the father of two children. Mrs. Charlotte (liow- 
ling) Crane was born .hily 3, 1843, in Fountain 
County, Ind., and is the daughter of Willis P. and 
Mary (Bruce) Bowling, who were natives of Ohio. 
The father was born in Warren County, Jan. 25. 
1816, and lived there until a lad of eight years. 
His parents then removed to Indiana, and after the 
death of his father in Fountain County he contin- 
ued on the farm, where he reared his, family and 
spent his last days. This farm is located in Van 
l>uren Township six miles northeast of Covington. 
The maiden name of the mother of Mrs. Crane was 
Mary Bruce, and the parents were married in 1838. 
Of the eight children born to them three are living — 
Charlotte, Arthur and Morris. The two boys live 
at the old farm in Fountain County, Ind., with their 
father. The latter, with his wife, is a 
member of the Christian Church, and the family 
stand high in their community. 

Mrs. Mary (Bruce; liowling was born in Law- 
rence Count}-, Ohio, Jan. 21, 1K17, to Joshua and 
Margaret (Innes) Bruce, the father a farmer by oc- 
cui)ation. When Mary was a girl of eleven j^ears, 
they left the Buckeye State and removed to Foun- 
tain County. Ind., where she remained umler the 
parental roof until her marriage. 

Joel Crane, the father of our subject, was bora i 
Jan. 28, 1817, in Warren County, Ohit) near the 



birthplace of Mr. Howlinjr. He lived there until 
18.32, and then, a of flftecn j'cars, migrated 
to Fountain County, Ind., with ills jinrents, where 
he was married and still lives on the old farm 
northeast of Covington which his father took up 
from the Government. His wife was formerly Miss 
Elizabeth Jenkins, and they reared a family of three 
cliildren — Oliver H., Lewis C. and Cyrus, the lat- 
ter two of Missouri and Kansas respectively. Mrs. 
Elizabeth (.Tenkins) Crane boru Dec. .5, 1820, 
in Ohio, and departed this life at the homestead in 
Indiana Sept. 2, 18.')3. She left the Buckeye St.ate 
with her parents in 1839 and remained with tliem 
until her marriage. 

Mr. Crane, our sul)ject, been a man always 
full of business and one who has little respect for 
the drones in the world's busy hive. He has kept 
himself well posted upon events of general interest, 
and is one with whom may be spent an hour very 
pleasantly and profitably. His course in life has 
lieen that of an honest man, while iiis industry has 
been rewarded with :i competence. 

HARLKSBIHL. This gentleman occu[)ies 
no unimijortaiit (xisilion among the self- 
made men of this count3- who have arisen 
by their own efforts from the foot of the ladder 
and who by untlagging industry and perseverance 
liMve accumulated a competence and in their later 
years are retired and in the enjoyment of it. Mr. 
Bulii represents a goodly amount of pro|)erty — in- 
deed is recognized as a capitalist — and has contrili- 
uted his fidl rpiota to the business interests of Dan- 
vdle and vicinity. He comes of substantial ances- 
try and is a native of Pennsylvania, having been 
born in Butler County, Feb. 8, 1812. 

Our subject remained a resident of his nati\e 
place until a young man of twenty years, acquiring 
a practical education in the common school and 
being variousl\' occupied. Finally resolving upon 
a change of location, he made his way in 1838, to 
Detroit and for two years thereafter employed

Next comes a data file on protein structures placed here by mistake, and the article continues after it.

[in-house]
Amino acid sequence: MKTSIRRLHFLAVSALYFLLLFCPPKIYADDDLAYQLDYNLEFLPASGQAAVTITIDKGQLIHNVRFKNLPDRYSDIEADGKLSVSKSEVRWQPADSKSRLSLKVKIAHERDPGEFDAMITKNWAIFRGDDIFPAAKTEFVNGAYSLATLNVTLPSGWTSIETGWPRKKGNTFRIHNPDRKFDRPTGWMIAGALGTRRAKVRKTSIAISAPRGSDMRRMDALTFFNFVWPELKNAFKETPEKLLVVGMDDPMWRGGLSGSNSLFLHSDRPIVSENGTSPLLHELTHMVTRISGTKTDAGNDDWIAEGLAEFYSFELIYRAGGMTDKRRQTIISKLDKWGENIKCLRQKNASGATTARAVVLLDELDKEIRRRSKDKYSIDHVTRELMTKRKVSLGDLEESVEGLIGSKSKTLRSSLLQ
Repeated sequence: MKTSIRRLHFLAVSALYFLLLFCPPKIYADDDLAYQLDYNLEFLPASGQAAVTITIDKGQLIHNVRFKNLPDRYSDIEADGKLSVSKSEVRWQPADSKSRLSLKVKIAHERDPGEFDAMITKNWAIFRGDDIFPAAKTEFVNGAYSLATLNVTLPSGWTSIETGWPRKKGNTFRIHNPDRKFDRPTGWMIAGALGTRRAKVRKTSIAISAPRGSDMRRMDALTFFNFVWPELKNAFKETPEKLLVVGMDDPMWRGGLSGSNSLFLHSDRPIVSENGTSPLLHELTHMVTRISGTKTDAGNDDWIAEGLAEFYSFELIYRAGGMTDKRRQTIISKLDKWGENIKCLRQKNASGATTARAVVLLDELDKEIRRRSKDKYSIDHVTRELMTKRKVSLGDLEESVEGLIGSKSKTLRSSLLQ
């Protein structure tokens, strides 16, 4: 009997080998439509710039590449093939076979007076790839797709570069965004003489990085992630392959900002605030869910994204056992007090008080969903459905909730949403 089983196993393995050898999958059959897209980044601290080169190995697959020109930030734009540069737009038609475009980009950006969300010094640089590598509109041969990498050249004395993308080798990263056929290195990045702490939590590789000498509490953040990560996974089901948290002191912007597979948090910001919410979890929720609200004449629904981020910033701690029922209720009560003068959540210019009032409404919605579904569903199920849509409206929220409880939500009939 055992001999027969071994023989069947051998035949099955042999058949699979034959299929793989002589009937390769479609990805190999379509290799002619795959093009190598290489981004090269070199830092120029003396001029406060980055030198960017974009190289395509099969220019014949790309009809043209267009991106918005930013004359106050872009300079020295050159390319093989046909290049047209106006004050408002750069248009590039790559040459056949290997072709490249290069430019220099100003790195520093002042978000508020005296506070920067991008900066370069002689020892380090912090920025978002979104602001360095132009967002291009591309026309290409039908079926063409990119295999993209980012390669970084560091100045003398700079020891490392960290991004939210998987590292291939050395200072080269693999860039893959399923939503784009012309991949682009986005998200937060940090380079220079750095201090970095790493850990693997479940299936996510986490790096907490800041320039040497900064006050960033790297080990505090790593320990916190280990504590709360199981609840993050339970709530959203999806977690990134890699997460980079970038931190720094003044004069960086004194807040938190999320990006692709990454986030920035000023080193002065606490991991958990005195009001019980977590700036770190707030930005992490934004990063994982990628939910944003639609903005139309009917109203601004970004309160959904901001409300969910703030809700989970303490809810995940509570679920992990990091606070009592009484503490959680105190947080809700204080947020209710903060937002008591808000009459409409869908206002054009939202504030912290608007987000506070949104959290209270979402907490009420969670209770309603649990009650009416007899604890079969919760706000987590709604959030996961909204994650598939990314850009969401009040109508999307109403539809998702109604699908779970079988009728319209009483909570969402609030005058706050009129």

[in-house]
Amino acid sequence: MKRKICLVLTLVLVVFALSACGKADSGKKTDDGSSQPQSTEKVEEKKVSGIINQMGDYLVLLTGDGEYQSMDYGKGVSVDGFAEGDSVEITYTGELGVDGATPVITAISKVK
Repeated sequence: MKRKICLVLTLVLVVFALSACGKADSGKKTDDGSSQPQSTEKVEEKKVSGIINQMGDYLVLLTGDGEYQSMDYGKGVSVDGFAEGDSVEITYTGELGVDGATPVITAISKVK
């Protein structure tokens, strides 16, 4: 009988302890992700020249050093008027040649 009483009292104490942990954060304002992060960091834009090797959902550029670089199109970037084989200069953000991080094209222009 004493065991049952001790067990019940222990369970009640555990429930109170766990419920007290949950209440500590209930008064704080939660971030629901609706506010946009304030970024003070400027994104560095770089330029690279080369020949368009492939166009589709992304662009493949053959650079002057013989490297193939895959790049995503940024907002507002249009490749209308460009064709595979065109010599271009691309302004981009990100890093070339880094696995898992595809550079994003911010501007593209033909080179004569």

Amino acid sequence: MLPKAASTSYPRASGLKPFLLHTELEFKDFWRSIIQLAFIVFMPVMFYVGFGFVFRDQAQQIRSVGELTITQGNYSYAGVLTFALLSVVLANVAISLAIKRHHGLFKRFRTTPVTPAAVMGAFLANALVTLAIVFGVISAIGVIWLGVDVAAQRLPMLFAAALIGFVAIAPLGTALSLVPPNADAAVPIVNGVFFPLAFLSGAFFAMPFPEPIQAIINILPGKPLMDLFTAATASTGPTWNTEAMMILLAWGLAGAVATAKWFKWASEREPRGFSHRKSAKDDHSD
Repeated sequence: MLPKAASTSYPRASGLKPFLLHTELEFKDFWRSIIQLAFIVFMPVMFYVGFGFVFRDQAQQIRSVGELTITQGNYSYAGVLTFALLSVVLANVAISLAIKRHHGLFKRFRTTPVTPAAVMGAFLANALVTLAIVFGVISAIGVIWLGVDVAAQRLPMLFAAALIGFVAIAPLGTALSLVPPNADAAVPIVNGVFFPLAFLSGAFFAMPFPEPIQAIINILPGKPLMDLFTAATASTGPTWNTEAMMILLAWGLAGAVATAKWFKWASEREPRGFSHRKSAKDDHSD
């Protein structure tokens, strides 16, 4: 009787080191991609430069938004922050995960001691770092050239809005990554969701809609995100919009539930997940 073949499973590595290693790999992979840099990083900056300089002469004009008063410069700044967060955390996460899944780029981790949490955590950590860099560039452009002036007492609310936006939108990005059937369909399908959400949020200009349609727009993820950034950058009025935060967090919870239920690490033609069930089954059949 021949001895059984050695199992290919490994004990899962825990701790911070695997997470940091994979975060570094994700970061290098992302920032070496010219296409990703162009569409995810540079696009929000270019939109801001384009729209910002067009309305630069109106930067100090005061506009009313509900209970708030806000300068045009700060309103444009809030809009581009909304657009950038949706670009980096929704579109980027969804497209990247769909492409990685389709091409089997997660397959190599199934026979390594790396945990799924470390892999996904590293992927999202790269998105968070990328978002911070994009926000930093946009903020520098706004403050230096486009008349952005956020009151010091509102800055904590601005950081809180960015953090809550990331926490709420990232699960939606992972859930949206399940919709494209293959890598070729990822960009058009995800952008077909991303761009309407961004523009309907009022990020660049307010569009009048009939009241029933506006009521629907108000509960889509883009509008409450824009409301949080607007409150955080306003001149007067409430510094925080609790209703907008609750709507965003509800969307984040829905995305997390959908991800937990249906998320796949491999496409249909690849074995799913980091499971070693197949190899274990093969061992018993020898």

himself as a teamster. In the fall of 18-18, he vis- 
ited Chicago and being favorably impressed with 
the outlook, established himself in the hat, cap 

and fur business on Lake street, second door west 
of Clark stieet where he operated successfully until 
abonl l.s.'iO. Then .selling out he invested the 
proceeds in a farm of 697 acres, embracing the 
present site of Kensington and which he secured 
for the sum of i!5,000. Nine months later he sold 
the bottom land — about 300 acres — to the Michigan 
Central Railway for the i>rice which he had paid 
for the whole. For about ten years thereafter he 
engaged in farming, and then sold out and coming 
to Danville investetl a portion of his capital here 
where he has since made hishonu\ 

Mr. Buhl has been engaged in different enter- since coming to Danville. He invested a 
portion of his capital in the lots embracing Nos. 1 17 
to 123 or. E.ast Main'street Where he has put up 
buildings, the rents from which yield him a hniul- 
some income. He has at different times owned 
considerable land in the county and has now eigh- 
teen acres of valuable land just outside the city 
limits! Although a sound Republican politii'ally 
he never sought office, but was twic« elected to 
represent his ward in tlie City Council and has 
served as a member of the School Bo:ud. From 
these, however, he withdrew before the expiration 
of his term. During the Civil ^\'arhis son Sidney 
served as a sohlier in the Ihiion Arm\. 

Mr. Buhl was mairiccl in Pennsylvania .Iul\- 9, 
1834, to Miss Eliza Aim McConaughy, and they 
became the parents ol six children, four of whom 
are living, namely: Sidney, Frank, Emma and 
Laura. Mrs. Bidil was born in New Lisbon, Ohio, 
Jan. 1, 1820, and is the daughter of James and 
Elizabeth McConaughy, with whom she lived in 
the Buckej-e State until her marriage. Mr. McC. 
was a farmer by occupation and the parental house- 
hold included ten children — four sons and si.\ 
daugliters. Sidney Buhl, the only son of our sub- 
ject married I\Iiss Sally Myers and they have one 
child, a daughter, Georgia; he is in the employ of 
the American Express Company. Frank is a resi. 
dent of Louisiana where he operates a fruit farm and 
nursery; Emma is the wife of William Myers, to